News: The Palace Clears Another Hurdle

South Beach’s popular restaurant and nightspot The Palace cleared another major hurdle last week in its effort to retain its long-standing weekend drag shows.

The Miami Beach Commission’s Land Use Committee approved sending two potential options to the full commission for consideration at an upcoming meeting. Either option would permit the show to continue in the style that has helped define the Palace over the course of its 20-plus-year history.

“It went great — everyone is happy with how things went,” said Palace General Manager Ivan Cano. “It still has to pass at commission but we’re happy with the direction it is going.”

 At issue was the show component that regularly sees the performers take to the city sidewalk to extend the cabaret to patrons seated on the patio — and to passersby. The Palace’s conditional use permit does not permit use of the public right-of-way, and the shows have prompted noise complaints from neighboring property the Tides South Beach hotel.

However, the nature of that permit might be changed as a result of one of the two recommendations the City Commission will ponder.

“There are two different proposals that the commission will consider to allow the Palace to use sidewalks and public space,” said Land Use Commission Committee Chair Michael Gongora. “Option one would allow it as part of the conditional use permit that they already have. Option two would be to just legalize the use — to effectively change zoning for the strip along 12th – 13th Streets.”

Gongora said the first option is being recommended by the city administration and the second is not. The rezoning option is not being recommended because it could be interpreted as spot zoning.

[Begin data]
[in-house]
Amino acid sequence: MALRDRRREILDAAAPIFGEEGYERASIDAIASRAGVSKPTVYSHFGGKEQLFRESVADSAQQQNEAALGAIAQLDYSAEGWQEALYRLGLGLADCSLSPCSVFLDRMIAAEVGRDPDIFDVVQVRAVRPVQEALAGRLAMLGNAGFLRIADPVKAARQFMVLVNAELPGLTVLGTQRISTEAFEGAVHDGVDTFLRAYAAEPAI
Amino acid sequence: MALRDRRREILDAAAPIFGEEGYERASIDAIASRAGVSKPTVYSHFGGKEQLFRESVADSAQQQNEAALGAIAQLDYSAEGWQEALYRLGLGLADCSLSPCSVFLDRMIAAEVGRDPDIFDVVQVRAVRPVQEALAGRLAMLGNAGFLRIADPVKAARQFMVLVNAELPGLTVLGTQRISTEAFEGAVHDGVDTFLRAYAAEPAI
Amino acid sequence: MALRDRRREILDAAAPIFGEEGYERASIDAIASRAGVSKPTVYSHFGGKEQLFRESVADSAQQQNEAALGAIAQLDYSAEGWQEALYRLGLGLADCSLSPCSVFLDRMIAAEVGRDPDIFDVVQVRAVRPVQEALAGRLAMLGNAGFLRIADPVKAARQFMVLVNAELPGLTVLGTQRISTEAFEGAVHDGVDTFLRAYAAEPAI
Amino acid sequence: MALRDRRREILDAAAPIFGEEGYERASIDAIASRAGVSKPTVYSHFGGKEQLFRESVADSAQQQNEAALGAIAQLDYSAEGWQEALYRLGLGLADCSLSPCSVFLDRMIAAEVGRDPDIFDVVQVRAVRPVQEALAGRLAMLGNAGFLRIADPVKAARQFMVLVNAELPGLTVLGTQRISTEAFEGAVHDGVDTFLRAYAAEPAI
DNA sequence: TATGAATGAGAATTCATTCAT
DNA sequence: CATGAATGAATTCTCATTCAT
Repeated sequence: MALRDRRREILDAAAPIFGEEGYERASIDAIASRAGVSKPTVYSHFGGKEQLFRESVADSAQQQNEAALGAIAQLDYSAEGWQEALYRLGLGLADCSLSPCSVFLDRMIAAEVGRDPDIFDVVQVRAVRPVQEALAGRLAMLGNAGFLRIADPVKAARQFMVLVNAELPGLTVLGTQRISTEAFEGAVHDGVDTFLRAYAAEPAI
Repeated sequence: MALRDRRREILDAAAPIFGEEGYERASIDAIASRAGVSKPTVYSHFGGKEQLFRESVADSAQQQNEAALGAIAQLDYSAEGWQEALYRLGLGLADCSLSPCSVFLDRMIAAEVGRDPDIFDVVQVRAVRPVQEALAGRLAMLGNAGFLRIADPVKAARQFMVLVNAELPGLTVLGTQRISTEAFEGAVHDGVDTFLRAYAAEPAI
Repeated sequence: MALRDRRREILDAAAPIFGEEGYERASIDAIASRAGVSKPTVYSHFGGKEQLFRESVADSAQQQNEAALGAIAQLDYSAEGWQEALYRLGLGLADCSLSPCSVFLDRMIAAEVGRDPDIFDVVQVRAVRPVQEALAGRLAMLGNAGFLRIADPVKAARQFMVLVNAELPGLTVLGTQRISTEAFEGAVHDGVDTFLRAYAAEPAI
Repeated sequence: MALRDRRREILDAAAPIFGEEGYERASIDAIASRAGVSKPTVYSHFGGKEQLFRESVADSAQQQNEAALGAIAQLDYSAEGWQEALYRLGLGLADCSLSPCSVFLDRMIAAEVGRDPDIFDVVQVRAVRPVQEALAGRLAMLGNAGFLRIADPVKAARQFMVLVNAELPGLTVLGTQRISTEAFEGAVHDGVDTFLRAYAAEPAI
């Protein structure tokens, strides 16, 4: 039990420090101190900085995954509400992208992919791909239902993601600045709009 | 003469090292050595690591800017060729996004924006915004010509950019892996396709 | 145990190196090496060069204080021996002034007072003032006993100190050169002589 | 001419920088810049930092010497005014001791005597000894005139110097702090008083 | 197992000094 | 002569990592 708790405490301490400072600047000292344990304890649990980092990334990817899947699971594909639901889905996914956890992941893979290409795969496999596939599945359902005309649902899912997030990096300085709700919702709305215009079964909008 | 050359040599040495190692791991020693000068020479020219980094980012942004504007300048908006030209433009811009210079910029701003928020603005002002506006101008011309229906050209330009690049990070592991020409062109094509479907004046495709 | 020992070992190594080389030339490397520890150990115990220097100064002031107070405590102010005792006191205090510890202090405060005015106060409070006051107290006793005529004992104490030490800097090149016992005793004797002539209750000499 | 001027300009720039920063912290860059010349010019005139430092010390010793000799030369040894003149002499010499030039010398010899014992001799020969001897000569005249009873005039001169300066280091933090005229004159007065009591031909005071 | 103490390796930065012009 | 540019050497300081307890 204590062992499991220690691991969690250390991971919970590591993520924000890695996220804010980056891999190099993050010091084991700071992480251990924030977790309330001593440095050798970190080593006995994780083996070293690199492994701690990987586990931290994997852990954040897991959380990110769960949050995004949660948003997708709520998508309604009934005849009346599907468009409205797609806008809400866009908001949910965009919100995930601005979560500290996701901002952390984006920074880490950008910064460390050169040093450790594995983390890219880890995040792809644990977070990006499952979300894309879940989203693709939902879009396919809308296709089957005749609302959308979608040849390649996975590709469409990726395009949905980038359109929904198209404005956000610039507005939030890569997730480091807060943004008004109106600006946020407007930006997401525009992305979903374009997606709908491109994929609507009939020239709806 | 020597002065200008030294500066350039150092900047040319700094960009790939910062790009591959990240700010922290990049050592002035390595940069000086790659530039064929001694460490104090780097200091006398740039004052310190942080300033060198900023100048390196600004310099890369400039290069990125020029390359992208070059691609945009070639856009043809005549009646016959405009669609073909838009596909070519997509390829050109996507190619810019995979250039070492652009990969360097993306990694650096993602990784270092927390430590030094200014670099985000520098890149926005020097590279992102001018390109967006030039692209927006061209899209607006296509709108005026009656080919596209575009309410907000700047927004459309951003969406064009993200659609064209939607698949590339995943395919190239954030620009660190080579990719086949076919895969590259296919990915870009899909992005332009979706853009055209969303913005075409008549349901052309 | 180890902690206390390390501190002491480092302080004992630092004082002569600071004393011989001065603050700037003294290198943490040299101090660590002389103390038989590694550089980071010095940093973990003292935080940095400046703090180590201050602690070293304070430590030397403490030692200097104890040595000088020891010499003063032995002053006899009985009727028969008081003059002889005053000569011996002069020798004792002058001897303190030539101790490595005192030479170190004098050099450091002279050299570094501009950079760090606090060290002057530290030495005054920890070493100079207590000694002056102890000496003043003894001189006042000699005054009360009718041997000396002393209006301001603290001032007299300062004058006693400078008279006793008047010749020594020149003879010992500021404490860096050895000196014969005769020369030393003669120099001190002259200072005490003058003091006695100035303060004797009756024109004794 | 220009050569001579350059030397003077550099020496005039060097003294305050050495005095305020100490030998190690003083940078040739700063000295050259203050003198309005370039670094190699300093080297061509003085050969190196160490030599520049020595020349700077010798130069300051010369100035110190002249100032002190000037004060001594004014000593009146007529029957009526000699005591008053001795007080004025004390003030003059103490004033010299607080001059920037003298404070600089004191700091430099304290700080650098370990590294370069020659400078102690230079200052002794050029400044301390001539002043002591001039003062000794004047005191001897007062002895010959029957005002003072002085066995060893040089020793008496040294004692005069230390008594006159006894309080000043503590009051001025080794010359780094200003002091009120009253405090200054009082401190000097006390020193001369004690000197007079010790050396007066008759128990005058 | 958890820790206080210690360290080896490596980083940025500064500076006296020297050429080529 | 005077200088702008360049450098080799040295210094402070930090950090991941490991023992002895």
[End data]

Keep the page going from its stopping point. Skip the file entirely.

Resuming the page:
“I’m fine with either one,” Gongora, a Palace supporter, said. “I like the decision and both options will be on the table for the commission to consider.”

Cano said he could not comment on the two specific proposals or which might be preferable. However, he was upbeat about the decision and was happy that members of the community turned out at the committee meeting to support the Palace.

“It shows we in the gay community are being supported because of our 20-year history at the Palace,” Cano said. “We were happy to see that some of our neighbors turned out in our support.”

Not everyone at the meeting was supportive. Representatives of the Tides continued to push back against the Palace on the issue of noise. One speaker also complained that extending the shows to the sidewalks endangered elderly residents.

Still, it has been the issue with the Tides that has prompted the Palace’s efforts to get specific permission for the weekend drag shows to continue as they have for several years.

The week before the Land Use Committee meeting, the city’s Planning Board agreed to an alteration of the Palace’s conditional use permit. As a result, nightly shows are ending earlier but a show has been added during the Palace’s popular Sunday Brunch.